Older adults with cancer and immune checkpoint inhibitor therapy

Normal aging results in alterations to organ systems such as thinner skin, decreased renal, hepatic, and marrow function.[24] Older adults more frequently accumulate comorbid conditions such as diabetes, osteoarthritis, cardiovascular, and other clinical problems that may increase their risks of AEs during cancer treatment.[25] Although ICIs are frequently offered to older adults with cancer (OAC) due to the perception that they are less toxic than traditional chemotherapy[26] there are few data to support this view.[27]

Even though globally approximately 50% of cancer incidence occurs in people age 65 years or older,[28] OAC are proportionally underrepresented in clinical trial participation,[29],[30] providing few data to guide practice for this population. Fortunately, several reviews examining available response and survival outcomes have concluded that older adults appear to derive similar anticancer benefit from ICIs as do their younger counterparts.[27],[31],[32] However, little is known about whether the incidence or severity of irAEs among older adults receiving ICI therapy differs from other age groups. Several retrospective reviews focused on this issue have not found statistically significant differences in irAEs based on age.[31],[33],[34] However, since most older adults receive ICIs outside of a clinical trial, “real world” data from registry or electronic health record (EHR) datasets may be necessary to truly understand outcomes for this population.[26]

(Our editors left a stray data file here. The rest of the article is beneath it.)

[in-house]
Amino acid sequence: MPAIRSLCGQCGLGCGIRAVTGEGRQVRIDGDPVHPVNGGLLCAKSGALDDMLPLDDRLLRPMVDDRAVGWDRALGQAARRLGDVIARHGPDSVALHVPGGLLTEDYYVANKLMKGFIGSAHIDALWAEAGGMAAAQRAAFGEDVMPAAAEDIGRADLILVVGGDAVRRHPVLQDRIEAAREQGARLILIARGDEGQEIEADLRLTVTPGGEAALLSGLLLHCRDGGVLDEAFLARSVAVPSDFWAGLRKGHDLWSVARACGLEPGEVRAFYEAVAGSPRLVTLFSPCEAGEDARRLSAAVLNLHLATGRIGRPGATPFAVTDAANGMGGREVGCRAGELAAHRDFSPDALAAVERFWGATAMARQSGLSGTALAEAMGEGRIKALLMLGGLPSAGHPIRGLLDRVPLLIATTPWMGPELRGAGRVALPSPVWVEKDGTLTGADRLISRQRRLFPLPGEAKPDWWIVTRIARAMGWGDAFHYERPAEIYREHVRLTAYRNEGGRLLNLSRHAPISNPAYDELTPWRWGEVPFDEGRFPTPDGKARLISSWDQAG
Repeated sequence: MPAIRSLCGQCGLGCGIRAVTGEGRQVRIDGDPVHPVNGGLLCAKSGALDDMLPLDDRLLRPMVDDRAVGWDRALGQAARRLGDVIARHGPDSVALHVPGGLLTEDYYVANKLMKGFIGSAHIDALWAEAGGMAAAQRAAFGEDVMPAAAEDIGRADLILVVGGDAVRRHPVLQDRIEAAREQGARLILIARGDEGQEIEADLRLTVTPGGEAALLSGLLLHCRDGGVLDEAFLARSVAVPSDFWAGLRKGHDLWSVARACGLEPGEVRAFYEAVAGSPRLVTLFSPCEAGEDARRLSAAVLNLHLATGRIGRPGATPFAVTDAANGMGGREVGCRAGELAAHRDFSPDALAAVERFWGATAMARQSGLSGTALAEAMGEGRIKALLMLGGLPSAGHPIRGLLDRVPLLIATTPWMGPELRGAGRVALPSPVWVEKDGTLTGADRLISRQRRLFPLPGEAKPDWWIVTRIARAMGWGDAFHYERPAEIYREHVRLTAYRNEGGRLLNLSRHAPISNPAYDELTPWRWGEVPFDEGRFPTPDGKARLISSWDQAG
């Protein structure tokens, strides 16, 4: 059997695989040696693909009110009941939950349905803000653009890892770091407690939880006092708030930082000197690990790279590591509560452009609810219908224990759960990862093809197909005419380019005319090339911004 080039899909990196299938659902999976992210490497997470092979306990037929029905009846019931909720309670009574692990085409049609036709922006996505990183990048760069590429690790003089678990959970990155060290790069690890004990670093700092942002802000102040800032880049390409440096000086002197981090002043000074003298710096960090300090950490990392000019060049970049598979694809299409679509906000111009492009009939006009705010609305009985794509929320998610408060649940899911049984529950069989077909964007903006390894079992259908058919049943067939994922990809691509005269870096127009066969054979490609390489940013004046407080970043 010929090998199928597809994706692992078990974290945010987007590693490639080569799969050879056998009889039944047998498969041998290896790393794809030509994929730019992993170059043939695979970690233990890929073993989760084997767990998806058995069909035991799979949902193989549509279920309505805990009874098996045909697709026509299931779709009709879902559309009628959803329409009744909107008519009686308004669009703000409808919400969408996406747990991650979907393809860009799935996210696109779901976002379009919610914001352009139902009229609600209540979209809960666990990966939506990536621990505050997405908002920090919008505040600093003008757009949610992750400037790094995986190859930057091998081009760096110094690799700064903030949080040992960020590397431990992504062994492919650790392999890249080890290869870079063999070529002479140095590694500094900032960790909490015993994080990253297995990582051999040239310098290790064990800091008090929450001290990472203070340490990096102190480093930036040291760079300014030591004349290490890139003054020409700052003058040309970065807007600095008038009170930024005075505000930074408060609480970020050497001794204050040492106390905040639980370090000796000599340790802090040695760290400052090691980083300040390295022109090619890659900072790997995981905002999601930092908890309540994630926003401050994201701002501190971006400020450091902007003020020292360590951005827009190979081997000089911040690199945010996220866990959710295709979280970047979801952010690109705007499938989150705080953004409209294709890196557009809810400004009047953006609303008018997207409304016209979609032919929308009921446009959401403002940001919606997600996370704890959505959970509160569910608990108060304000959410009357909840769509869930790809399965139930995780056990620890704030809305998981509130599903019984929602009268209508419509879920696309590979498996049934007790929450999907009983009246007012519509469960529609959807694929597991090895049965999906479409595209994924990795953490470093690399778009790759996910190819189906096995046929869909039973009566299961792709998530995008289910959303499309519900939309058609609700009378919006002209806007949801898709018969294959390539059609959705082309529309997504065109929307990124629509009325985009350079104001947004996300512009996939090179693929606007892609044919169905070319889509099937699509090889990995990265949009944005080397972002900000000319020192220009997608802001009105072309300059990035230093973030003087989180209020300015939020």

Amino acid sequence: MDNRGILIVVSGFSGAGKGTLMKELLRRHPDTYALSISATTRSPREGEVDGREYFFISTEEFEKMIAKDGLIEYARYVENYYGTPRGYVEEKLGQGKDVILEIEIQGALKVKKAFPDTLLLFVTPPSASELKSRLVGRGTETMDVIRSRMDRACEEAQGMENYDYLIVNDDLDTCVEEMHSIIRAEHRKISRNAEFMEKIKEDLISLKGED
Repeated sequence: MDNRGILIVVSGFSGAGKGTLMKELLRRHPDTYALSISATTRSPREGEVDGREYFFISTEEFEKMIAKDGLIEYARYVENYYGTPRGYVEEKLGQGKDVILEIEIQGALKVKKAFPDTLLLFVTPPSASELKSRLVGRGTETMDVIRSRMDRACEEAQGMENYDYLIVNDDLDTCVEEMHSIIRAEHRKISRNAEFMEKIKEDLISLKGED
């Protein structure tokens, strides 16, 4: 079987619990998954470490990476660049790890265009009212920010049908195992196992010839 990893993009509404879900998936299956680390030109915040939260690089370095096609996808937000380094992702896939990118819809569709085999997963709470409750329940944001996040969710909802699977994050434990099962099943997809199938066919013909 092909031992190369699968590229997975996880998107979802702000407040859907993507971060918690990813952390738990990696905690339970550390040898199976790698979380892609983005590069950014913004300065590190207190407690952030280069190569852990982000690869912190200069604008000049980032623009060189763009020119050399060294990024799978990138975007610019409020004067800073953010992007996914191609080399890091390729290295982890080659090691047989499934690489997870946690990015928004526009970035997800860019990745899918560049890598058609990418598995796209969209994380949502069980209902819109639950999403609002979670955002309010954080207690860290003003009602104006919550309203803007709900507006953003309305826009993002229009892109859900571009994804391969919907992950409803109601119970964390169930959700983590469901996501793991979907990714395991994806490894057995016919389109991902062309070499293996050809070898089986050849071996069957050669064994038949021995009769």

Nursing care

Excellent nursing care, including initial and ongoing patient and caregiver education, proactive symptom assessment, active management, and coordination of care through the documentation of baseline and incidental irAEs is key to the successful support of older adults receiving ICI therapy.[35] Nurses must continuously build knowledge about the mechanisms of action and emerging toxicities and evidence-based management strategies for these new drugs. The purpose of this paper is to describe the unique challenges faced by OAC receiving ICIs, highlighted through a case study and single-institution retrospective study results so that nurses can most effectively support this potentially vulnerable population.

Immune checkpoint inhibitor therapy nursing management

The management of irAEs begins at the first mention of the proposed treatment for all patients, especially with OAC. Health-care providers are tasked with performing a thorough baseline examination, extensive laboratory assay, review of medical history and concomitant medications, and evaluation of the patient's support system.